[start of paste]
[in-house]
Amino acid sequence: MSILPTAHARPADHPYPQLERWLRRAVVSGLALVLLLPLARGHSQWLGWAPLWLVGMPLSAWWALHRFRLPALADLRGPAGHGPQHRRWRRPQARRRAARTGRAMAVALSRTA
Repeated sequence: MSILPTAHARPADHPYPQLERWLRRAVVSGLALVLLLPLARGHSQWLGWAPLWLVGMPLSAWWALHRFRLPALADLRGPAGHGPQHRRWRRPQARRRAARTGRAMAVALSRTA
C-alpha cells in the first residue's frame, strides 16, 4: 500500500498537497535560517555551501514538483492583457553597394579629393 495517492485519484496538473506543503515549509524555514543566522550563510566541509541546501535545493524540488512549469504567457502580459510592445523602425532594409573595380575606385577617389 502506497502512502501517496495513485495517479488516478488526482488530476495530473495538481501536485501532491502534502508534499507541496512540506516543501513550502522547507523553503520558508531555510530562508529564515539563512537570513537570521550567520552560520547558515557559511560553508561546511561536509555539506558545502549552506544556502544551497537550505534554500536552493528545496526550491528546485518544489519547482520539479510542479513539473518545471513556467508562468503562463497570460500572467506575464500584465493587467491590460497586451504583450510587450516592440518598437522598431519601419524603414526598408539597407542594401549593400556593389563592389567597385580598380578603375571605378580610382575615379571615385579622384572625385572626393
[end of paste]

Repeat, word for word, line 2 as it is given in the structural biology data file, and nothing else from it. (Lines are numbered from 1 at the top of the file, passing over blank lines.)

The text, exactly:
Amino acid sequence: MSILPTAHARPADHPYPQLERWLRRAVVSGLALVLLLPLARGHSQWLGWAPLWLVGMPLSAWWALHRFRLPALADLRGPAGHGPQHRRWRRPQARRRAARTGRAMAVALSRTA